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Stage fright of dinosaur proportions saw Wan Nur Farha Afina Wan Fauzi of SK Anak Ikan bow out in the first round of the SIR primary-level competition in Terengganu.
Stage fright of dinosaur proportions saw Wan Nur Farha Afina Wan Fauzi of SK Anak Ikan bow out in the first round of the SIR primary-level competition in Terengganu.

KUALA TERENGGANU (NST): At 0.9 metres and tipping the scale at a mere 15kg, Wan Nur Farha Afina Wan Fauzi was an unlikely contestant at the state RHB New Straits Times Spell-It-Right Challenge at the Terengganu Trade Centre.

As the Year Three pupil of SK Anak Ikan in Besut walked onto the stage, some gasped while others smiled at the gumption she displayed in taking on others older and much bigger than her.

Her feet could not touch the ground much as she tried to get comfortable on her chair.

The headphone barely fit her head and she was having trouble adjusting the microphone to suit her height but Wan Nur Farha Afina proved she was a game trier.

But despite her best efforts, the nine-year-old bowed out in the first round after failing to spell “dinosaur”, a word that she later said she knew how to spell but had misspelled due to nervousness.
The team yesterday was a two-family affair: Wan Nur Farha Afina and her brother Wan Fikru Humaidi, 11; and sisters Nur Syaheera Aina Che Baharuddin, 9, and Nur Hanani Sofiah, 10.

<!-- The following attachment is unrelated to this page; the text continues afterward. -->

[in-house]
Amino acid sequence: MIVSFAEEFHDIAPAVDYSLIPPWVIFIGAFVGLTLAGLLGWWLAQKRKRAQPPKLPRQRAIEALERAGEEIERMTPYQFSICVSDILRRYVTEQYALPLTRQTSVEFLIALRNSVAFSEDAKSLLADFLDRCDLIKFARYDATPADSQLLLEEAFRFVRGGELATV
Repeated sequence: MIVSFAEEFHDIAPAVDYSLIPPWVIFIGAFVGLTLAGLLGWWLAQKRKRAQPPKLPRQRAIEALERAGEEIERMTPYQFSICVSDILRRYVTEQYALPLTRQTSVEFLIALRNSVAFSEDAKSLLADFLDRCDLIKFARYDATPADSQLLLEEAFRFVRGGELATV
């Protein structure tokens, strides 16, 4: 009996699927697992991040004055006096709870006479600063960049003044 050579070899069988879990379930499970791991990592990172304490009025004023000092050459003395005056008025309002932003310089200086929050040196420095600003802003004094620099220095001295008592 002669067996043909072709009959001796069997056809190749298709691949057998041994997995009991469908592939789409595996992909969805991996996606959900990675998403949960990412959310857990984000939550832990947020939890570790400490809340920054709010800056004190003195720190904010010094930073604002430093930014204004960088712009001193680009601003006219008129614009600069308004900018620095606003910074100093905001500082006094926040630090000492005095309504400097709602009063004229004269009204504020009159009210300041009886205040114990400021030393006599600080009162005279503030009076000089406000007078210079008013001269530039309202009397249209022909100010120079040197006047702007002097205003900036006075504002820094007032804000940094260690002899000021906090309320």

Met after the prize-giving ceremony, Wan Nur Farha Afina admitted to getting cold feet after facing the largest crowd she had ever seen in her life.

“I was sad that I could not spell the word right but I was also happy that I was able to leave the stage! I kept feeling like going to the restroom throughout the entire time.”

Wan Nur Farha Afina’s ambition is to become a teacher like her father, Wan Fauzi Wan Husssin, who teaches English at the school.

Wan Fauzi said he had picked Wan Nur Farha Afina, Wan Fikru Humaidi, Nur Syaheera Aina and Nur Hanani Sofiah to enter the competition purely to gain experience.

“The competition is still new to us at the school and I realised that none of the older students was keen to participate.

“So I thought it would be a good idea to give exposure to pupils from Year Three, Four and Five.

“At least, they now know what the tournament is all about.

“And, judging by what they say, the chances are that we will be competing next year,” said Wan Fauzi who was fine with the fact that none of his students had managed to spell even a single word right.

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